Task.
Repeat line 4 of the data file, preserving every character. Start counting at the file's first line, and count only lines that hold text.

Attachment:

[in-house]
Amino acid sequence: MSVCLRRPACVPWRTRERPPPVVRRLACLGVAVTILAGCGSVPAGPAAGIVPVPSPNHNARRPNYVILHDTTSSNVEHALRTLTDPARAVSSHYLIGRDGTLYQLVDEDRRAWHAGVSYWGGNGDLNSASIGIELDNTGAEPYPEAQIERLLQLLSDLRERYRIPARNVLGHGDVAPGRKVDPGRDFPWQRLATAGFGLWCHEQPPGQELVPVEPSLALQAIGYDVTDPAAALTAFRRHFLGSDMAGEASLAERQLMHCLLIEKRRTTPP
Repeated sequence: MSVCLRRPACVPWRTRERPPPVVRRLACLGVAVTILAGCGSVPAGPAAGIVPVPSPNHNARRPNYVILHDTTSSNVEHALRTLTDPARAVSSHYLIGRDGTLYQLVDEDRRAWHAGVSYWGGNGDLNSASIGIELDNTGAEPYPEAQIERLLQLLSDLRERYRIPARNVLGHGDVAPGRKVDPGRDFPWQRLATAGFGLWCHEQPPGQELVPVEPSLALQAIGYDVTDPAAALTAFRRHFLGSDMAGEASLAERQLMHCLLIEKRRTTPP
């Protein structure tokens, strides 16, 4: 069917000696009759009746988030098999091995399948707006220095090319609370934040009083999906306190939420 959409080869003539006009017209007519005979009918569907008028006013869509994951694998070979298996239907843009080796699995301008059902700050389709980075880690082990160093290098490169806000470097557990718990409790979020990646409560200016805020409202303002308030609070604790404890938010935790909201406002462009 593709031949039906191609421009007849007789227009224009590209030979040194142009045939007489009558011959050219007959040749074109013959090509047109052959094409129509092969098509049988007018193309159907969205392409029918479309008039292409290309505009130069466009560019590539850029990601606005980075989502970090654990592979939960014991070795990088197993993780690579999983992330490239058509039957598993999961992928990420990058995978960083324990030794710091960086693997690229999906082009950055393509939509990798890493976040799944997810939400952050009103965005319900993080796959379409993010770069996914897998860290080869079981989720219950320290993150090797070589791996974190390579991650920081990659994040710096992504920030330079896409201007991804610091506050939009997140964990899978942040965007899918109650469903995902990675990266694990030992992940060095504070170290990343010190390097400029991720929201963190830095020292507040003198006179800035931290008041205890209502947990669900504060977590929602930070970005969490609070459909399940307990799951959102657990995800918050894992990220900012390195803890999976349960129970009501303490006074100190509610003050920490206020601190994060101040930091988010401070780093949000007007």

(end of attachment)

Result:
């Protein structure tokens, strides 16, 4: 069917000696009759009746988030098999091995399948707006220095090319609370934040009083999906306190939420 959409080869003539006009017209007519005979009918569907008028006013869509994951694998070979298996239907843009080796699995301008059902700050389709980075880690082990160093290098490169806000470097557990718990409790979020990646409560200016805020409202303002308030609070604790404890938010935790909201406002462009 593709031949039906191609421009007849007789227009224009590209030979040194142009045939007489009558011959050219007959040749074109013959090509047109052959094409129509092969098509049988007018193309159907969205392409029918479309008039292409290309505009130069466009560019590539850029990601606005980075989502970090654990592979939960014991070795990088197993993780690579999983992330490239058509039957598993999961992928990420990058995978960083324990030794710091960086693997690229999906082009950055393509939509990798890493976040799944997810939400952050009103965005319900993080796959379409993010770069996914897998860290080869079981989720219950320290993150090797070589791996974190390579991650920081990659994040710096992504920030330079896409201007991804610091506050939009997140964990899978942040965007899918109650469903995902990675990266694990030992992940060095504070170290990343010190390097400029991720929201963190830095020292507040003198006179800035931290008041205890209502947990669900504060977590929602930070970005969490609070459909399940307990799951959102657990995800918050894992990220900012390195803890999976349960129970009501303490006074100190509610003050920490206020601190994060101040930091988010401070780093949000007007």